There's an interesting article by Eric Ellis on millionaires growth in Singapore, this is an excerpt: "The reasons why it’s suddenly salad days for Singapore developers seem to reside in neighbouring Indonesia, a country rated by the graft watchdog Transparency International at 130th of the 163 nations it tracks in its annual corruption survey. Jakarta’s dubious tycoons and officials have long regarded Singapore as their own private Switzerland — a handy place to stash cash, few questions asked. Indeed, a Merrill Lynch study last year noted that a third of Singapore’s 55,000 millionaires were Indonesian nationals. They control US$87 billion in assets, making Singapore an affluent suburb of Jakarta. That seems to explain why I’ve suddenly got a private banker for a neighbour.

Seeking facts from chaos, as Mao might have put it, some analysts here who know Indonesia only too well (read: had their fingers burnt there) point to the coincidence that Singapore’s boom followed the Boxing Day tsunami of 2004. The worst of that calamity was experienced just an island away from Singapore in Aceh. After the waters came another tsunami, of aid and donations. But the aid effort has been plagued by massive corruption. Indonesia’s President Susilo Bambang Yudhoyono landslid to office in 2004 on a ticket to clean up graft in his sprawling archipelago. He suspects that too much of Indonesia’s wealth is secreted away in Singapore and wants to winkle miscreants back to justice in Jakarta. Brussels too wants Singapore to co-operate with its efforts to crack down on tax shelters. But the boom in private banking has been a nice little earner for Singapore, and it’s all very tricky for a regional financial centre which trades off a self-styled global reputation for transparency, good governance and intolerance to corruption."

You can read the rest at:

http://www.ericellis.com/singtreaty.htm

Anonymous said...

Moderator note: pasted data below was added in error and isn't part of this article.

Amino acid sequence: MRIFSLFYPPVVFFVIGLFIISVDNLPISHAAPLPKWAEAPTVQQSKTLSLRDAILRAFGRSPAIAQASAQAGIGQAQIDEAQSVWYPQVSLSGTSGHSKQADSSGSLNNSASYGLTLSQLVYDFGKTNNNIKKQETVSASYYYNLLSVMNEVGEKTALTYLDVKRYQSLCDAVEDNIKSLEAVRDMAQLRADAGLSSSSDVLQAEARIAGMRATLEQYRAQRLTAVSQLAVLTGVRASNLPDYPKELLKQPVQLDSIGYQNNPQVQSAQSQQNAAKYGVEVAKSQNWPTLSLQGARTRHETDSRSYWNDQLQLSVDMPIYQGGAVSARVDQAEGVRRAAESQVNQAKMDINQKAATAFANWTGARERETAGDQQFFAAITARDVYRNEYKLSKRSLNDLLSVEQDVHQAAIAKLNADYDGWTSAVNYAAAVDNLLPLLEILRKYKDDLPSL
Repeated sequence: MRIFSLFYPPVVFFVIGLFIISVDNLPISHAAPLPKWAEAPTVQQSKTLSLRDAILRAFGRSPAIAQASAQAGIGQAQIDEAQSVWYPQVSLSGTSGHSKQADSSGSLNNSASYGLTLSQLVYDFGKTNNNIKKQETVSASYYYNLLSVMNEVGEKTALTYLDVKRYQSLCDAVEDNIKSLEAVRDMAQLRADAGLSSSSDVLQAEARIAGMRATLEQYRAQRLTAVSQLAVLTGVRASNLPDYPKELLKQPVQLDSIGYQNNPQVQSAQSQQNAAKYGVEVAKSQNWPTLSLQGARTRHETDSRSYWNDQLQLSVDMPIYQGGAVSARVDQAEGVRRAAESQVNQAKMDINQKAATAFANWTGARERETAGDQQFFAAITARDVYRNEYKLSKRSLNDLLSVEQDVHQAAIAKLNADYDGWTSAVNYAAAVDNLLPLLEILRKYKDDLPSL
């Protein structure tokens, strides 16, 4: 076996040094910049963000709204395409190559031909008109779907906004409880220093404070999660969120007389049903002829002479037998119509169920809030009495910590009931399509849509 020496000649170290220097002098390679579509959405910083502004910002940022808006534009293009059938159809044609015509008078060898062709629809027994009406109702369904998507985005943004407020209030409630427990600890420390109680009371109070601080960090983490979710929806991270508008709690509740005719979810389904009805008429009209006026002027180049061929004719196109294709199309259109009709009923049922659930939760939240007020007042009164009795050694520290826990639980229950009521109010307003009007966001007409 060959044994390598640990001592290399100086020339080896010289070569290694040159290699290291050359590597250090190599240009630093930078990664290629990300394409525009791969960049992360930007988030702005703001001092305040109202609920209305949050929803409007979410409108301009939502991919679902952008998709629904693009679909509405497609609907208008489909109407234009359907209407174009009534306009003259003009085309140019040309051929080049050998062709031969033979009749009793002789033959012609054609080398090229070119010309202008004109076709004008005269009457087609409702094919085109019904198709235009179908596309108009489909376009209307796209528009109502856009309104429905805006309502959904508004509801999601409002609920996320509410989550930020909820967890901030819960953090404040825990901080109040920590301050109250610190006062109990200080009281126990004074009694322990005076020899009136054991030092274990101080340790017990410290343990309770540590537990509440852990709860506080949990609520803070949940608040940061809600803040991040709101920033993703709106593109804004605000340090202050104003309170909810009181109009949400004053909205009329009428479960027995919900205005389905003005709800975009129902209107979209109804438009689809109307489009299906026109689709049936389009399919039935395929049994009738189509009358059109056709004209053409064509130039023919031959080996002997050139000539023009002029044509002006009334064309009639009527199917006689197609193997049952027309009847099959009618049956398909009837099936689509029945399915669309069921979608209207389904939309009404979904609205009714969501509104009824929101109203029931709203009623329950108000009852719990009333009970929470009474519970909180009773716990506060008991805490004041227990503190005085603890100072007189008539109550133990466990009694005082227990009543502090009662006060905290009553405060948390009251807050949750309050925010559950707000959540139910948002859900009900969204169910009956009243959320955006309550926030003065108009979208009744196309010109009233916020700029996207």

Just wonder how much Jakarta or Brussels can do, since Singapore is doing what Switzerland had been doing for a long time. Of course Jakarta can make life difficult for Singapore in many ways, but those Indonesians who stashed their pile here can always find another place to put their money.

Anonymous said...

besides the influx of questionable $$$ from indonesia, does mas monetary policy have anything to do this? i understand that money supply in singapore has gone up tremendously. can anybody explain what is going on???

Worried

LuckySingaporean said...

The money supply has grown. Consumer credit has EXPLODED!!!
Some people who are not millionaires are living like millionaires.

I guess the hangover will eventually come. it is easy to be rich, it is harder to stay rich. It is also easy to feel rich, it is harder to talk away your debts later.

Anonymous said...

I was a millionaire 9in Vietnamese Currencies) for a few days in Hanoi recently. And boy the people there are frugal and practical. If not for the language problem, I would have stayed as long as possible!

Anonymous said...

Just who and where are the newly created 60,000 millionaires?

Don't see that many more people buying or driving flashier cars or splurging like tycoons should - just look at how quiet the streets become once past 9pm.

How is the figure arrived at? Folks who have a million bucks as disposable spending money, as savings or with fully paid-up mortgages equivalent to that figure??

Or those who put down a downpayment for that million-dollar and above home instantly qualify as millionaires?

Or perhaps PRC comrades who come afleeing with their millions which they park here as property, in bank accounts, etc, are also included in the 60,000 - since their money is here???

Mr Wang Says So said...

LOL ..... There's one reason they forgot to mention. Many foreigners have been coming to live & work in Singapore, and they are already millionaires when they come.

Anonymous said...

If you've seen the original Merrill Lynch report, you'll note that their definition of a millionaire is really somebody with a million dollars in spare liquid assets. You must have $1 million to spare after excluding your car, house, insurance policies, etc. In other words, you're truly a millionaire and not just one on paper. It's a definition that excludes most asset-rich heartlanders.